Why Can’t Europe Avoid Another Crisis? Why Can’t the U.S.? The Baseline Scenario
     
  5. Bill O'Olberman
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    Bill O'Olberman Active Member

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    In the U.S. we will have to rely on things like innovation, education, hard work, etc in order to grow and maintain a position of prominence. Developing countries are much more attractive for some industries since they have cheap, unskilled labor and a relatively large pool of undereducated workers to do those jobs. I will agree that our entitlement programs are unsustainable no matter how innovative we are in the US.

    As a consumer, globalization isnt a bad thing. If I can get the same quality product for a lesser price since it was made somewhere else, why wouldnt I?
     
  6. loosecannon
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    loosecannon Senior Member

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    possibly because in so doing you finance the development of more offshoring and undermine our economy directly via the increased trade deficit.

    The sales price isn't the actual net price you pay for any given product. The net price is realized over the life of the product on the one hand and the life of the nation on the other.
     
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  7. hortysir
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    hortysir In Memorial of 47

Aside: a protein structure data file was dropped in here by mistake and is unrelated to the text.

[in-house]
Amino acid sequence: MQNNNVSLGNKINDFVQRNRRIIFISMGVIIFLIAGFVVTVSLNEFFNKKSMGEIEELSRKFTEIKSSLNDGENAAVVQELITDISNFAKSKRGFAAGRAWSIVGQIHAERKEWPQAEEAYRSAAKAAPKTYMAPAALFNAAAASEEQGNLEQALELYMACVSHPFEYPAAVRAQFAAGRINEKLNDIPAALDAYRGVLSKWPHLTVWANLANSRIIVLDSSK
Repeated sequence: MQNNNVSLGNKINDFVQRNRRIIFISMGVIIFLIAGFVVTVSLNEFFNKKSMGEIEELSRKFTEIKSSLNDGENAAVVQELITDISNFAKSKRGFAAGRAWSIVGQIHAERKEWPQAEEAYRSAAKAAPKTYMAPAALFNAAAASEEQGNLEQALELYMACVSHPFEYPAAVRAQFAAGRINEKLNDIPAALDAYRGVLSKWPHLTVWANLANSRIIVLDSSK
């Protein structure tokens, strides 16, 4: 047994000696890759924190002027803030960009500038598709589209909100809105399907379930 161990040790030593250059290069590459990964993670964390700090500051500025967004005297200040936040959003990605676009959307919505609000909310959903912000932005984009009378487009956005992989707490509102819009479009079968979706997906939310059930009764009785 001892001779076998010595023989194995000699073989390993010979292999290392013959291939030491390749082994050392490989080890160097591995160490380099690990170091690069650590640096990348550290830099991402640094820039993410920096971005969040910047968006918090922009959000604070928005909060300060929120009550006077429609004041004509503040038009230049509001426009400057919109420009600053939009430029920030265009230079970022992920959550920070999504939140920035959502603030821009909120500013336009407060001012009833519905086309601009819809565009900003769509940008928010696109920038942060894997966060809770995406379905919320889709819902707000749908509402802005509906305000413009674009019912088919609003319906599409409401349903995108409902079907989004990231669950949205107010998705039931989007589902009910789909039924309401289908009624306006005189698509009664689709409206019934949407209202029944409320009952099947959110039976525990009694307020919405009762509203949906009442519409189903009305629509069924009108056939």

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    Seems to me that these robust social programs merely beget generations of entitlement-minded people.
    The number of recipients grows exponentially.
    The funding can never keep up without taking from one group in order to give to another.
    Forced charity.

    How can any economy enjoy a continually expanding workforce with that large of an albatross around it's neck?
     
  8. Bill O'Olberman
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    Bill O'Olberman Active Member

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    But if we cannot make the same quality product for the same price is that an industry that we should invest our resources in? Why not invest our resources in industries that we can compete in?
     
  9. loosecannon
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    loosecannon Senior Member

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    I concur. I could accept pay as you go entitlements based upon democratic support. But people who feel entitled give me the creeps.
     
  10. loosecannon
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    loosecannon Senior Member

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    name one! More on point: there are not enough of them.

    The job of balancing an economy is not the job of simply supporting industries over which you can kick ass it is the job of making sure that there are enough industries in your nation to secure full employment, that your trade deficits are as low as possible, that your exports are robust.....

    And most importantly that you can afford to produce the products that promote defense.

    Off shoring to the cheapest bidder undermines all of that. And weakens America by the day.

    We are NOT just an economy, we are a NATION!

    The needs of the economy and the economic players are not at all the same as the needs of the nation.

    So who do you serve? The USA or the bottom line of corporations that have no loyalty to the USA?